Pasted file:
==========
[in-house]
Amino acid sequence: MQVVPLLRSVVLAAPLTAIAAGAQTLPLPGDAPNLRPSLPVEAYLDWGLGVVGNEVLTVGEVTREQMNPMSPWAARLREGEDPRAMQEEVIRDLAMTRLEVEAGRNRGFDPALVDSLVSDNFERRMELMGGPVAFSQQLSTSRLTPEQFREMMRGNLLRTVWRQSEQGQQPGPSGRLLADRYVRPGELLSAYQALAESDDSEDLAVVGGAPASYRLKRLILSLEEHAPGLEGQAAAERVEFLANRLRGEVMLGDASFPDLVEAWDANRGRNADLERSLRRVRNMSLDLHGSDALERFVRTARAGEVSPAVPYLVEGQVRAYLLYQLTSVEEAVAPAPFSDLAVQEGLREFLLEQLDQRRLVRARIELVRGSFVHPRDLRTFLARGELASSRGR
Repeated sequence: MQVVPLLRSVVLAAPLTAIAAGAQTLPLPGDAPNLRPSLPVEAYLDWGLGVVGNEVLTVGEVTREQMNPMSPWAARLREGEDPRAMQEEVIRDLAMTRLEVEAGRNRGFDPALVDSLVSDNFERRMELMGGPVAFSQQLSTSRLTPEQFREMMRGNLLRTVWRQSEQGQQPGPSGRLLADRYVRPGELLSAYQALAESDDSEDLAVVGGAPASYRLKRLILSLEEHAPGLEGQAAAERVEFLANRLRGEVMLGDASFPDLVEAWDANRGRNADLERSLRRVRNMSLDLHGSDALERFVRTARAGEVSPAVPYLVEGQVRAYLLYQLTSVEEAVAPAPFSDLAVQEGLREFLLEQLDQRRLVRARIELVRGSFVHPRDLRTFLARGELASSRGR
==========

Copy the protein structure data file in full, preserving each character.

[in-house]
Amino acid sequence: MQVVPLLRSVVLAAPLTAIAAGAQTLPLPGDAPNLRPSLPVEAYLDWGLGVVGNEVLTVGEVTREQMNPMSPWAARLREGEDPRAMQEEVIRDLAMTRLEVEAGRNRGFDPALVDSLVSDNFERRMELMGGPVAFSQQLSTSRLTPEQFREMMRGNLLRTVWRQSEQGQQPGPSGRLLADRYVRPGELLSAYQALAESDDSEDLAVVGGAPASYRLKRLILSLEEHAPGLEGQAAAERVEFLANRLRGEVMLGDASFPDLVEAWDANRGRNADLERSLRRVRNMSLDLHGSDALERFVRTARAGEVSPAVPYLVEGQVRAYLLYQLTSVEEAVAPAPFSDLAVQEGLREFLLEQLDQRRLVRARIELVRGSFVHPRDLRTFLARGELASSRGR
Repeated sequence: MQVVPLLRSVVLAAPLTAIAAGAQTLPLPGDAPNLRPSLPVEAYLDWGLGVVGNEVLTVGEVTREQMNPMSPWAARLREGEDPRAMQEEVIRDLAMTRLEVEAGRNRGFDPALVDSLVSDNFERRMELMGGPVAFSQQLSTSRLTPEQFREMMRGNLLRTVWRQSEQGQQPGPSGRLLADRYVRPGELLSAYQALAESDDSEDLAVVGGAPASYRLKRLILSLEEHAPGLEGQAAAERVEFLANRLRGEVMLGDASFPDLVEAWDANRGRNADLERSLRRVRNMSLDLHGSDALERFVRTARAGEVSPAVPYLVEGQVRAYLLYQLTSVEEAVAPAPFSDLAVQEGLREFLLEQLDQRRLVRARIELVRGSFVHPRDLRTFLARGELASSRGR